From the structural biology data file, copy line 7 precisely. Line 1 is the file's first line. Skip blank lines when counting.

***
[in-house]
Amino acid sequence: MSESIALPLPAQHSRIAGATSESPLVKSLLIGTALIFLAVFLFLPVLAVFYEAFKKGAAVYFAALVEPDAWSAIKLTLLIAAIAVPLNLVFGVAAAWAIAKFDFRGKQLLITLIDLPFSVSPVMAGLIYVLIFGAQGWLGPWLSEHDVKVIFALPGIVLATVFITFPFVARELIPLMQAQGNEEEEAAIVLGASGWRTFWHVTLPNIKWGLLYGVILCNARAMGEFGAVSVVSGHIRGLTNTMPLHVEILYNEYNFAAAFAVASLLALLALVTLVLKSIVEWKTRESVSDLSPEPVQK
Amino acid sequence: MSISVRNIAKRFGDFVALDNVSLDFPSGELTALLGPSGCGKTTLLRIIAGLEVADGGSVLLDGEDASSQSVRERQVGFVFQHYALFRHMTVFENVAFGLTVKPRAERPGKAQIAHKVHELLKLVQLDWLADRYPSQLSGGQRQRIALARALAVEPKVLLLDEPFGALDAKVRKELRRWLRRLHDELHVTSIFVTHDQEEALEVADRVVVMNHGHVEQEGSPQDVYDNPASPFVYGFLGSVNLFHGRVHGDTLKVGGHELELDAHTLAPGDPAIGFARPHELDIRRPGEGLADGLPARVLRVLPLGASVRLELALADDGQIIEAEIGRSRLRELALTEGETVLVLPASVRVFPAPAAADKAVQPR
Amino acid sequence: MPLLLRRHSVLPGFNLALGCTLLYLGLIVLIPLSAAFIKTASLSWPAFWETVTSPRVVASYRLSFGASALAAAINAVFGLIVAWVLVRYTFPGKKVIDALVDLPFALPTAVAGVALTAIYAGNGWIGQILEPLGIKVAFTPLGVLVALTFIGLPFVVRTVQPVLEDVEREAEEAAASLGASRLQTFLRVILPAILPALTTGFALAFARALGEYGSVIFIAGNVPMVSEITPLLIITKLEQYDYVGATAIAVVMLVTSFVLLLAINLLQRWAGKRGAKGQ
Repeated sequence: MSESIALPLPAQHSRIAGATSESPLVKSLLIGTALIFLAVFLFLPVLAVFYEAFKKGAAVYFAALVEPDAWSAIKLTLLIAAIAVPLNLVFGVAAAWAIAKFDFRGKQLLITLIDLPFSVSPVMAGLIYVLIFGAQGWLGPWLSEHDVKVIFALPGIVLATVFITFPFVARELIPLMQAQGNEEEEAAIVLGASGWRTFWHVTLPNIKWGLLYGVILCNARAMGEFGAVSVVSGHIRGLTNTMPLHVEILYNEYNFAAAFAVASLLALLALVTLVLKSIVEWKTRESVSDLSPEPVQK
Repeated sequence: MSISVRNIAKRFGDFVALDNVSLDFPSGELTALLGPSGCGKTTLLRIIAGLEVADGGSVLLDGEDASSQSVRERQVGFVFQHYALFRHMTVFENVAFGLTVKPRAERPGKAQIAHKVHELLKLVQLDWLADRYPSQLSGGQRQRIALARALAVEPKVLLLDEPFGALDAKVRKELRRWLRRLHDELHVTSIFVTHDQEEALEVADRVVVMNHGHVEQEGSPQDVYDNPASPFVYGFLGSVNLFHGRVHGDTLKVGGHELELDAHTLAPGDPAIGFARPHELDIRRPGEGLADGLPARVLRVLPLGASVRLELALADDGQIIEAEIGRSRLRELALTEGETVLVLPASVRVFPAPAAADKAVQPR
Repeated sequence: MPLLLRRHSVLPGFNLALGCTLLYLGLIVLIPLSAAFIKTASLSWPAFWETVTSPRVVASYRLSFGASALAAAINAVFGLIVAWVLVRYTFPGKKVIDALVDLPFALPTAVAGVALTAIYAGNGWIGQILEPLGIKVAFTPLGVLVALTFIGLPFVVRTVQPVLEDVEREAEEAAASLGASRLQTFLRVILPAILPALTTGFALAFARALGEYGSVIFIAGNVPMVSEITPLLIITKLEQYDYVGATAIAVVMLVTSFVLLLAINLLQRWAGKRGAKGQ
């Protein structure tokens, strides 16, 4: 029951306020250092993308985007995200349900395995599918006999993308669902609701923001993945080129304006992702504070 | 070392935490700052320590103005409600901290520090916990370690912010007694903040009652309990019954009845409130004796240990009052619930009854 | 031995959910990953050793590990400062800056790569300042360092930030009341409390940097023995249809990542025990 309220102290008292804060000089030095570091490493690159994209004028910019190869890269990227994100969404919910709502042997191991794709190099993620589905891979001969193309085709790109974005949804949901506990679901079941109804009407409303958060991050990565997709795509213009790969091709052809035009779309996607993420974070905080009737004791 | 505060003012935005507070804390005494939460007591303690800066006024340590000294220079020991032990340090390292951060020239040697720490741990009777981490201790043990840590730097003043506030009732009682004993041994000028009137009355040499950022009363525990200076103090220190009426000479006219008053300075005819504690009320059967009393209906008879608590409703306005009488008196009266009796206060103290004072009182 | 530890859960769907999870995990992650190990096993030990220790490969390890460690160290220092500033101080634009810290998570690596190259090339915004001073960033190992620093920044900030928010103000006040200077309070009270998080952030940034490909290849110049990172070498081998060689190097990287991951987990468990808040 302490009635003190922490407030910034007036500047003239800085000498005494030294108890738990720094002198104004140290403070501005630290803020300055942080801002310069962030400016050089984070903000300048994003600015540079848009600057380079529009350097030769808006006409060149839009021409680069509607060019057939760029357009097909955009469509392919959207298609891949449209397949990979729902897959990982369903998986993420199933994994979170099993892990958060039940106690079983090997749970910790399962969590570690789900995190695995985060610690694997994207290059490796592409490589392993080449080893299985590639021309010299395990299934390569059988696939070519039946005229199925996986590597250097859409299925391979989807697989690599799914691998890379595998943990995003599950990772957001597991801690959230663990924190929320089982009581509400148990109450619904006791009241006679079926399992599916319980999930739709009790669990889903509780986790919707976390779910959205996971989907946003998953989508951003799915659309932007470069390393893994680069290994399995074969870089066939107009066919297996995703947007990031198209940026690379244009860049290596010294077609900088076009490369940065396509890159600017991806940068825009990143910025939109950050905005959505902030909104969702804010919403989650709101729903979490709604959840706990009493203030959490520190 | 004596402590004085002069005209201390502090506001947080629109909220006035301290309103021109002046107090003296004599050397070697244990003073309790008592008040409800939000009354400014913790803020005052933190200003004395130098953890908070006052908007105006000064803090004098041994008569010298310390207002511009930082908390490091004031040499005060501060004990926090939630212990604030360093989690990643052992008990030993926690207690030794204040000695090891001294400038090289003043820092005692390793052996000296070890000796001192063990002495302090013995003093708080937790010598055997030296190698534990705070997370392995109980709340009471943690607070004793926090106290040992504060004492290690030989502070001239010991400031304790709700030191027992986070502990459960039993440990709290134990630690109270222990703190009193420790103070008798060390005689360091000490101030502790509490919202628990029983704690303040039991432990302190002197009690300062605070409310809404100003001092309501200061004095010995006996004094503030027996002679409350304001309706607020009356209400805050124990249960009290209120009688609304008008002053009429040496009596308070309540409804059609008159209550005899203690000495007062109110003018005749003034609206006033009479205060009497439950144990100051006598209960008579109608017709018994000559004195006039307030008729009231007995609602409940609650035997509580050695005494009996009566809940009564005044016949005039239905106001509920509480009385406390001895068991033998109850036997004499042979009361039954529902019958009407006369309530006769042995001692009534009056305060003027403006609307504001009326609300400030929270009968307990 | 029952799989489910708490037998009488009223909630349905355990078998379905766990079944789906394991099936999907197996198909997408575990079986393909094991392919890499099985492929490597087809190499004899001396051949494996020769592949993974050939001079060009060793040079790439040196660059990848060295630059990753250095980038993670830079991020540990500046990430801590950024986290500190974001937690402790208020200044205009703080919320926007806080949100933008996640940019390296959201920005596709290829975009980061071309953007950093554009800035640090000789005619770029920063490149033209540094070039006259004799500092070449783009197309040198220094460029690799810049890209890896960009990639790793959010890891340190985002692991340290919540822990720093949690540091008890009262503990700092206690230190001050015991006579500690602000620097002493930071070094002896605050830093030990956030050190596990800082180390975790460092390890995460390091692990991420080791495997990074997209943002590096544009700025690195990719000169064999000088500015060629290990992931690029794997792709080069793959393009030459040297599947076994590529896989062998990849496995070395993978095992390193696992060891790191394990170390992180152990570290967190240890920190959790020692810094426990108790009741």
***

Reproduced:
Repeated sequence: MPLLLRRHSVLPGFNLALGCTLLYLGLIVLIPLSAAFIKTASLSWPAFWETVTSPRVVASYRLSFGASALAAAINAVFGLIVAWVLVRYTFPGKKVIDALVDLPFALPTAVAGVALTAIYAGNGWIGQILEPLGIKVAFTPLGVLVALTFIGLPFVVRTVQPVLEDVEREAEEAAASLGASRLQTFLRVILPAILPALTTGFALAFARALGEYGSVIFIAGNVPMVSEITPLLIITKLEQYDYVGATAIAVVMLVTSFVLLLAINLLQRWAGKRGAKGQ